Homozygous mice for this leukotriene B4 receptor (Ltb4r1, commonly referred to as BLTR) knock-out exhibit substantially diminished recruitment of eosinophils, effector T cells, and neutrophil; and may be useful for studying leukocyte function in inflammation, as well as the role of the LTB4-BLT1 pathway linking early immune system activation and multiple classes of acquired immune effector cells.
Andrew D Luster, Massachusetts General Hospital-East
Mice homozygous for this BLTR (BLT1)-deficient allele are viable and fertile. Northern blot analysis of neutrophils, macrophages, lymph nodes, lungs, and
spleens isolated from homozygous mice show absence of the normal transcript and presence of the expected larger transcript (due to the insertion of the neomycin resistance cassette in exon 2 of the targeted gene), albeit at lower levels than the wild type transcript. Homozygous disruption of this allele confers impaired leukocyte function (chemotaxis, recruitment, firm adhesion). For example, homozygotes exhibit substantially diminished recruitment of eosinophils in a model of peritonitis, effector T cells in a model of allergic pulmonary inflammation, and neutrophils in a model of rheumatoid arthritis. As the G protein-coupled receptor BLTR/BLT1 is expressed on myeloid leukocytes (including neutrophils, macrophages, eosinophils, T cell lymphomas, and effector T cells (TH1 CD4+ cells, TH2 CD4+ cells, and effector memory CD8+ cells) during CD4+ migration/recruitment from the lymphoid compartment into peripheral tissues), these BLTR/BLT1 mutant mice may be useful for studying leukocyte function in inflammation, as well as the role of the LTB4-BLT1 pathway linking early immune system activation and multiple classes of acquired immune effector cells.
In an attempt to offer alleles on well-characterized or multiple genetic backgrounds, alleles are frequently moved to a genetic background different from that on which an allele was first characterized. It should be noted that the phenotype could vary from that originally described. We will modify the strain description if necessary as published results become available.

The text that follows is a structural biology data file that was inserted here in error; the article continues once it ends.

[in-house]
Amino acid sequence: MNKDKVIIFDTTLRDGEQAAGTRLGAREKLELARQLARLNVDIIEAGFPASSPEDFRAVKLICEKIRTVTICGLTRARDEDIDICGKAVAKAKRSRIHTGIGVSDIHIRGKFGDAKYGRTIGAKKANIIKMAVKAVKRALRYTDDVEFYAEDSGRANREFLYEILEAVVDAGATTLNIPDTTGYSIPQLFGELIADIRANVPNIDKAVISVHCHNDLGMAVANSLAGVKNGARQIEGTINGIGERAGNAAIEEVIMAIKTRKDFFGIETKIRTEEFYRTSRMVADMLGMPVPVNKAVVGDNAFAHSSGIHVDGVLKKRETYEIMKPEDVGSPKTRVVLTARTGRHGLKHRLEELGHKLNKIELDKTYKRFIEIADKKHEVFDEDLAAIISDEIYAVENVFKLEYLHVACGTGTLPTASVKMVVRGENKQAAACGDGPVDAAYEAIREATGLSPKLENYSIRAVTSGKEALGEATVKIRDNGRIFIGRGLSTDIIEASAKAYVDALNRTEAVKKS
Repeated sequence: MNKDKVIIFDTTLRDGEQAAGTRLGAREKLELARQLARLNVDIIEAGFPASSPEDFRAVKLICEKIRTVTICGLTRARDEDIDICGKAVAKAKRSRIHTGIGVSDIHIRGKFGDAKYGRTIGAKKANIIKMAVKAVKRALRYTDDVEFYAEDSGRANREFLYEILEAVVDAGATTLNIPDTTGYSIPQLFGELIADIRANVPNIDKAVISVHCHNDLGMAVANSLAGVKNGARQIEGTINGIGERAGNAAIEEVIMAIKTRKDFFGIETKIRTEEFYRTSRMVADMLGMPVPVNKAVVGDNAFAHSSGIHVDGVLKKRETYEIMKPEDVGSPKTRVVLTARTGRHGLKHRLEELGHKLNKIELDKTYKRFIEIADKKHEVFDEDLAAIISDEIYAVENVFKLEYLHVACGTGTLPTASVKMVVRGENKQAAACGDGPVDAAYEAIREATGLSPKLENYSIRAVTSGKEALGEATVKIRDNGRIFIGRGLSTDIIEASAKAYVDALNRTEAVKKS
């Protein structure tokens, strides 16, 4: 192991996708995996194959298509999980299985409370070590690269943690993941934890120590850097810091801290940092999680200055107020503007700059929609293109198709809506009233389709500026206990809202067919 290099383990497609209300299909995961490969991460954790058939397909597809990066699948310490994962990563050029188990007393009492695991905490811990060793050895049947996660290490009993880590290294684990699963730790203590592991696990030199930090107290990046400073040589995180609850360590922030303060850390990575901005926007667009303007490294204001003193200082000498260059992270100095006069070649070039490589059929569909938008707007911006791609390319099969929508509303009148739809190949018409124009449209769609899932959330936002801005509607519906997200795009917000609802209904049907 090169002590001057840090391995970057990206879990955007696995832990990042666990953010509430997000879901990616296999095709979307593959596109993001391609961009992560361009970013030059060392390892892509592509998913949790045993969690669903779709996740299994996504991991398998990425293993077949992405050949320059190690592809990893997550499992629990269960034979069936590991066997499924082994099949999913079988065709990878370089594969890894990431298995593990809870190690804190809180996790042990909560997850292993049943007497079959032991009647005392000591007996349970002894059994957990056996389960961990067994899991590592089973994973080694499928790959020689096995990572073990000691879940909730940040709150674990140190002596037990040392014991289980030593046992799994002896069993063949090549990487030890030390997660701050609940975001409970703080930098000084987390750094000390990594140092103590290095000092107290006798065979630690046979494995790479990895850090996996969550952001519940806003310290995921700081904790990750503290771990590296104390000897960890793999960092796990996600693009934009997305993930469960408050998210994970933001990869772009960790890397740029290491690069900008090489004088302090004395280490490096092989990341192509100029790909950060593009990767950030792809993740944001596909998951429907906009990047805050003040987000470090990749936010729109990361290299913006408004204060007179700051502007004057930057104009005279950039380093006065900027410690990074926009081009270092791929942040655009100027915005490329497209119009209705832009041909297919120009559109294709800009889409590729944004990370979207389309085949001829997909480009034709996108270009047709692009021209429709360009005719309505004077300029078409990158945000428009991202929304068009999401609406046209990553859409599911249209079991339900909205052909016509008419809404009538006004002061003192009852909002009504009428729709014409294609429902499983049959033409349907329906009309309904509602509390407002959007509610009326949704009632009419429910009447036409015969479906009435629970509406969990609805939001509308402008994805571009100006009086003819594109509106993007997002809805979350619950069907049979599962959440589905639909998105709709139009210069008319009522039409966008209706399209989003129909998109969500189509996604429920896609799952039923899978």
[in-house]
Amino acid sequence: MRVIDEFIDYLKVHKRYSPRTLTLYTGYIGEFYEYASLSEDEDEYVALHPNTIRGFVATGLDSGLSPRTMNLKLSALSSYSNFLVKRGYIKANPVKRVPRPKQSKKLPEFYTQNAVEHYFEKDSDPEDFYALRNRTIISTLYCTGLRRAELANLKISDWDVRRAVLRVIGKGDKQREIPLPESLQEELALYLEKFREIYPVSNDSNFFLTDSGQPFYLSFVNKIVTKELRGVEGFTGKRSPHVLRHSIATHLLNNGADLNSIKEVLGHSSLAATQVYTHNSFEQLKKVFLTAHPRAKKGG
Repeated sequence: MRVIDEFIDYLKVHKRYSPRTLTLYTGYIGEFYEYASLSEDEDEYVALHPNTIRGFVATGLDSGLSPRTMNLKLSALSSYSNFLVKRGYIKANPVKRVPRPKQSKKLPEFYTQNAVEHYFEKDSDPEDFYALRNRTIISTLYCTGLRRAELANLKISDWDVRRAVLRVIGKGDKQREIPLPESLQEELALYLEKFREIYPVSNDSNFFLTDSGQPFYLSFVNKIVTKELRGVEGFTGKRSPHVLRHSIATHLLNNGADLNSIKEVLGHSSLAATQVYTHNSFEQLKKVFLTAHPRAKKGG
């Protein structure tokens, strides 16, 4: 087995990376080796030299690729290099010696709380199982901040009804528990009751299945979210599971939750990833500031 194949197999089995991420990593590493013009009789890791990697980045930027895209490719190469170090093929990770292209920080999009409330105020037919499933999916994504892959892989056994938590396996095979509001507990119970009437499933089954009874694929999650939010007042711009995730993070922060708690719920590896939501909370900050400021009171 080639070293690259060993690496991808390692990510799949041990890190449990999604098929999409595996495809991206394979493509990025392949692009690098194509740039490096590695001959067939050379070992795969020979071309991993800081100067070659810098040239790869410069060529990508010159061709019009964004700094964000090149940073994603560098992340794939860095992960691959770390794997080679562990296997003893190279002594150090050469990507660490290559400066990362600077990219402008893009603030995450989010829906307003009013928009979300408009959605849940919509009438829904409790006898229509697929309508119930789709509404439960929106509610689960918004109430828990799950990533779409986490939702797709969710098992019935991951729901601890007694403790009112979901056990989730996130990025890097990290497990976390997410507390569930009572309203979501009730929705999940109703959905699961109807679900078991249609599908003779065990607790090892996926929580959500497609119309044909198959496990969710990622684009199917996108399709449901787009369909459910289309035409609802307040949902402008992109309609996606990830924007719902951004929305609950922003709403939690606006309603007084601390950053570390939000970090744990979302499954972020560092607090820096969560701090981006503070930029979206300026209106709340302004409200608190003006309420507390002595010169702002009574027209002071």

A targeting vector was designed to insert a neomycin resistance cassette into exon 2 (near the proposed initiating methionine) of the targeted gene. This construct was electroporated into 129S4/SvJae-derived J1 embryonic stem (ES) cells. Correctly targeted ES cells were injected into blastocysts and the resulting chimeric animals were crossed to C57BL/6 mice. Heterozygotes were then backcrossed to C57BL/6NCrl for at least nine generations prior to arrival at The Jackson Laboratory.
|Allele Name||targeted mutation 1, Andrew D Luster|
|Allele Type||Targeted (Null/Knockout)|
|Allele Synonym(s)||BLT1-; BLTR-|
|Gene Symbol and Name||Ltb4r1, leukotriene B4 receptor 1|
|Strain of Origin||129S4/SvJae|
|Molecular Note||The gene was disrupted by insertion of a neomycin resistance cassette into exon 2 just 3' of the translation initiation codon via homologous recombination. Northern blot analysis detected a mutant transcript containing the neomycin insert in neutrophils, macrophages, lymph nodes, lung, and spleen from homozygous mutant animals.|
|Mutations Made By|| |
Andrew Luster, Massachusetts General Hospital-East
When maintaining a live colony, homozygous mice may be bred.
When using the BLTR KO mouse strain in a publication, please cite the originating article(s) and include JAX stock #008102 in your Materials and Methods section.